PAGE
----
Glomerular pressure is the chief force that pushes water and solutes out of the blood and across the filtration membrane. The glomerular blood pressure (approximately 55 mmHg) is much higher than in other capillary beds. The two opposing forces are contributed by the plasma proteins in the capillaries.

These includes, colloidal osmotic pressure (30 mmHg) and the capsular hydrostatic pressure (15 mmHg) due to the fluids in the glomerular capsule. The net filtration pressure of 10 mmHg is responsible for the renal filtration.

Net filtration Pressure = Glomerular
hydrostatic pressure – (Colloidal osmotic pressure + Capsular hydrostatic pressure).
Net filtration pressure = 55 mmHg – (30 mmHg + 15 mmHg) = 10mmHg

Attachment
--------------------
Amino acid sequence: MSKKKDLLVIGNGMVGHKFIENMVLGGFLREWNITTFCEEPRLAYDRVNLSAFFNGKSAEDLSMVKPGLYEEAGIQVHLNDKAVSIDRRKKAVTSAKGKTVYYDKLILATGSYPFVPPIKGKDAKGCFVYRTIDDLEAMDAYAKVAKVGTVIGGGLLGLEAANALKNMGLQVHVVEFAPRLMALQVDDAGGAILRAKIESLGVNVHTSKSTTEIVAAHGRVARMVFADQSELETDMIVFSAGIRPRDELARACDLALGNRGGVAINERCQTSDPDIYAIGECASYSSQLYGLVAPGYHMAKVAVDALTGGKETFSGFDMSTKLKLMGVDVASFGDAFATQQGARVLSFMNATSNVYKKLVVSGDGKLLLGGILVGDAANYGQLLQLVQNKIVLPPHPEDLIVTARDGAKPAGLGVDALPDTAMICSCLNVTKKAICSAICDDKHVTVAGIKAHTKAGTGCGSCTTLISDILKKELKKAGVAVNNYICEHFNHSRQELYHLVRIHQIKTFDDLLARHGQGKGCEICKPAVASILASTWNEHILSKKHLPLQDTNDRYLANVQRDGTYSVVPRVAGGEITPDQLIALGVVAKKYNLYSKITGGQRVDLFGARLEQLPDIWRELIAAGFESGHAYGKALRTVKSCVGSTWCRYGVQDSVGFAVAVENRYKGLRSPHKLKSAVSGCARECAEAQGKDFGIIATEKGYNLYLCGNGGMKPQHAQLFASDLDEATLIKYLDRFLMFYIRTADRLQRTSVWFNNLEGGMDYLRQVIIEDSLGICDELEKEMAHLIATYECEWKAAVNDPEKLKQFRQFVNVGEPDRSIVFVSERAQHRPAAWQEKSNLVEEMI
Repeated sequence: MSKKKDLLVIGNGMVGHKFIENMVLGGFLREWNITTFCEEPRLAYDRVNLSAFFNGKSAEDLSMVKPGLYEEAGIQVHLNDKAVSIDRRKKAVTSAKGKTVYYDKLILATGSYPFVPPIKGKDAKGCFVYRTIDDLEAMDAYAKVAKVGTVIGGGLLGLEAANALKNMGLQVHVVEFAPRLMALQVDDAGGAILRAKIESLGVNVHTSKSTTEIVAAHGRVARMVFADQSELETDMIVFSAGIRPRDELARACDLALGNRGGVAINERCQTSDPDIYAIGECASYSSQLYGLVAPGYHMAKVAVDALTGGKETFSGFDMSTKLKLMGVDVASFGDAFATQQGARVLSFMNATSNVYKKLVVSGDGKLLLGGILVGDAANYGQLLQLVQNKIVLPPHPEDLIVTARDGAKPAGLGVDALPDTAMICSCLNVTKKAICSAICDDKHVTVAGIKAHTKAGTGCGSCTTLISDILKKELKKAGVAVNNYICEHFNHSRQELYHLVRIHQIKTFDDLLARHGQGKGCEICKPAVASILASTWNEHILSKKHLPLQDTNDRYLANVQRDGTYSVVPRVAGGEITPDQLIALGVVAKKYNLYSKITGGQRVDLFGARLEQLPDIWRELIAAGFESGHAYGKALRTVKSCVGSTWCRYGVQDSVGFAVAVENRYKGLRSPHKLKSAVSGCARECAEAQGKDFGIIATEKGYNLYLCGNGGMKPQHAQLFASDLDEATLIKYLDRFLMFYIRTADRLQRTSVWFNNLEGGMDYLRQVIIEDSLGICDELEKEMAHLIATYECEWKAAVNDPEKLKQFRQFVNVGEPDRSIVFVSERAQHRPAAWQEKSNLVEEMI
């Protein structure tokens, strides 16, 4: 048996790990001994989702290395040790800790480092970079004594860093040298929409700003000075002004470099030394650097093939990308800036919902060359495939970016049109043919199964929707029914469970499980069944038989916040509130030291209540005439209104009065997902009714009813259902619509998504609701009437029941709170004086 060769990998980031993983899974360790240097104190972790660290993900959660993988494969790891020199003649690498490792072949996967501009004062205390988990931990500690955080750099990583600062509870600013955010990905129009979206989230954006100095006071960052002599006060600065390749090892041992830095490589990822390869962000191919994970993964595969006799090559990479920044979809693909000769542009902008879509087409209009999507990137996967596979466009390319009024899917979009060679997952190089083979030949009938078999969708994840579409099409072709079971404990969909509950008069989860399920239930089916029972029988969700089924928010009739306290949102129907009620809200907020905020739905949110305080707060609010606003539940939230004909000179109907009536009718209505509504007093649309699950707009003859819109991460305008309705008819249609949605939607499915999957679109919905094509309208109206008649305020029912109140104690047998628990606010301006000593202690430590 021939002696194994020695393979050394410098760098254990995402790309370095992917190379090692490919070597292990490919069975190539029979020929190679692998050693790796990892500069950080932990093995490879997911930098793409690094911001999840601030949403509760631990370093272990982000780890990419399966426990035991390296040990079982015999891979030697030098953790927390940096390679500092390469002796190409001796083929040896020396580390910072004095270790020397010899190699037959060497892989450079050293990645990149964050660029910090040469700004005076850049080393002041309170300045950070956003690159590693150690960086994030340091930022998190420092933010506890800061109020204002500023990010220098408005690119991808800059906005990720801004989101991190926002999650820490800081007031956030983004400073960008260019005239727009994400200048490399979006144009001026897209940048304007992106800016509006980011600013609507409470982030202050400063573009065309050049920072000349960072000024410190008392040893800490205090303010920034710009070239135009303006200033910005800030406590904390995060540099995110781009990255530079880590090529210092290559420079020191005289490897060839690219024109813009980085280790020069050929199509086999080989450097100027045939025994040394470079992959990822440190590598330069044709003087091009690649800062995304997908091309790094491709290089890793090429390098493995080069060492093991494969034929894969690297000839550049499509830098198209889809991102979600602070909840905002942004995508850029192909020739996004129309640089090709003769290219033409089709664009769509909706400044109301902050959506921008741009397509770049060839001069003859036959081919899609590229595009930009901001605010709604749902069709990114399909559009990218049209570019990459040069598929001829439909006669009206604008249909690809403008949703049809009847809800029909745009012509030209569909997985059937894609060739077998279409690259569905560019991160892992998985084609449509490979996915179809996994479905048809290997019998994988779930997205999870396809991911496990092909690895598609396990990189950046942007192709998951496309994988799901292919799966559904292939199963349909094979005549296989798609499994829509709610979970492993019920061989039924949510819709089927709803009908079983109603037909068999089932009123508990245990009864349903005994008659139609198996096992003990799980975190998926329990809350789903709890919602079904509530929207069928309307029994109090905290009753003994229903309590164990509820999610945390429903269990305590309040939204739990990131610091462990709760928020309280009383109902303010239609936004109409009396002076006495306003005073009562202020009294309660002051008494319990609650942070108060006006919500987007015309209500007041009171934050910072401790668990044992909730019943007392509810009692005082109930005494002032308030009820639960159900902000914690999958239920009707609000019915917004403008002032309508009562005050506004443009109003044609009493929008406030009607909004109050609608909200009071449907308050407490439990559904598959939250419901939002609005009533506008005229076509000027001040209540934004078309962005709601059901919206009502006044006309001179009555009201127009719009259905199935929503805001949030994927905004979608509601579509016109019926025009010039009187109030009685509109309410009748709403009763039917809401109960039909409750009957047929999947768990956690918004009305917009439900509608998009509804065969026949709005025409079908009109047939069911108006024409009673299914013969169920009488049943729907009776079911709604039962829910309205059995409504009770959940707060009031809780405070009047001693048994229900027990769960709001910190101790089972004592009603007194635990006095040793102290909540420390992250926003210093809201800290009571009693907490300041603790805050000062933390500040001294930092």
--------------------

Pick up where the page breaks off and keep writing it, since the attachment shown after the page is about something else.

The effective glomerular pressure of 10 mmHg results in ultrafiltration. Glomerular filtration rate (GFR) is the volume of filtrate formed min-1 in all nephrons (glomerulus) of both the kidneys. In adults the GFR is approximately 120-125mL/min. Blood from the glomerulus is passed out through the efferent arteriole.

The smooth muscle of the efferent arteriole contract resulting in vasoconstriction. Table 8.1 shows the relative concentrations of substances in the blood plasma and the glomerular filtrate. The glomerular filtrate is similar to blood plasma except that there are no plasma proteins.

In cortical nephrons, blood from efferent arteriole flows into peritubular capillary beds and enters the venous system carrying with it recovered solutes and water from the interstitial fluid that surrounds the tubule.

Table 8.1 Concentration of substances in the blood plasma and in the glomerular filtrate
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(ii) Tubular Reabsorption